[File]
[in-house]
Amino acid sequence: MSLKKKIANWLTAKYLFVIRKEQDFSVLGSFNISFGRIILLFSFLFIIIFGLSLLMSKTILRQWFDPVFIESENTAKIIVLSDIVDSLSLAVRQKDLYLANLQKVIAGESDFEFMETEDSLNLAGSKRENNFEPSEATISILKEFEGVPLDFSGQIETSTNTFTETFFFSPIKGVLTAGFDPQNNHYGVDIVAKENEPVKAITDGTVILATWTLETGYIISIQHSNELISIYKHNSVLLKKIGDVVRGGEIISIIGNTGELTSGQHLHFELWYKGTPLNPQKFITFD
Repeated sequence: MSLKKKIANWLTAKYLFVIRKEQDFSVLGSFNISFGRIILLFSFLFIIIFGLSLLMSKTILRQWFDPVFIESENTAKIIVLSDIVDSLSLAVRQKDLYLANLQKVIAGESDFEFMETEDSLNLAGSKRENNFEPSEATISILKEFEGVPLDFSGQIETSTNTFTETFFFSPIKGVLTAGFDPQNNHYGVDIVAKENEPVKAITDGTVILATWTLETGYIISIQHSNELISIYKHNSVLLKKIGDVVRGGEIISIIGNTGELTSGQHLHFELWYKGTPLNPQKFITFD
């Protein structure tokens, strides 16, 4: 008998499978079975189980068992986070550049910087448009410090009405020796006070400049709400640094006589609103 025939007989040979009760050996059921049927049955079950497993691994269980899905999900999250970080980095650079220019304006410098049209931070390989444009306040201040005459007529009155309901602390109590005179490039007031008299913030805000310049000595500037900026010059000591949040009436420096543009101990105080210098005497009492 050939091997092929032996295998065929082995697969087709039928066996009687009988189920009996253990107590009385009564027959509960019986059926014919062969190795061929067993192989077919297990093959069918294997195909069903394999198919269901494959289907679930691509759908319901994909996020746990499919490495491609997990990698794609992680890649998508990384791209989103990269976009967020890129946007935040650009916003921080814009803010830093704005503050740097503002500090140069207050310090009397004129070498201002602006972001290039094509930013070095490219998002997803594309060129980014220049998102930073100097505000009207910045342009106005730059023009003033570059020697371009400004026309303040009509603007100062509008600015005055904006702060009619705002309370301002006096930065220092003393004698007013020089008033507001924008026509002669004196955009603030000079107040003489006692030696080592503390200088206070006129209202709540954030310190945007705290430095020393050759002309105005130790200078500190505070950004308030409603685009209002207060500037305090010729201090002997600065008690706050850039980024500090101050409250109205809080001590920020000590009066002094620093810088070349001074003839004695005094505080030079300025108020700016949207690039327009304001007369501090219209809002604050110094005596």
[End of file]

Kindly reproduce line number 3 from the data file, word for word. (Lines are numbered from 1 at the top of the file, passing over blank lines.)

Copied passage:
Repeated sequence: MSLKKKIANWLTAKYLFVIRKEQDFSVLGSFNISFGRIILLFSFLFIIIFGLSLLMSKTILRQWFDPVFIESENTAKIIVLSDIVDSLSLAVRQKDLYLANLQKVIAGESDFEFMETEDSLNLAGSKRENNFEPSEATISILKEFEGVPLDFSGQIETSTNTFTETFFFSPIKGVLTAGFDPQNNHYGVDIVAKENEPVKAITDGTVILATWTLETGYIISIQHSNELISIYKHNSVLLKKIGDVVRGGEIISIIGNTGELTSGQHLHFELWYKGTPLNPQKFITFD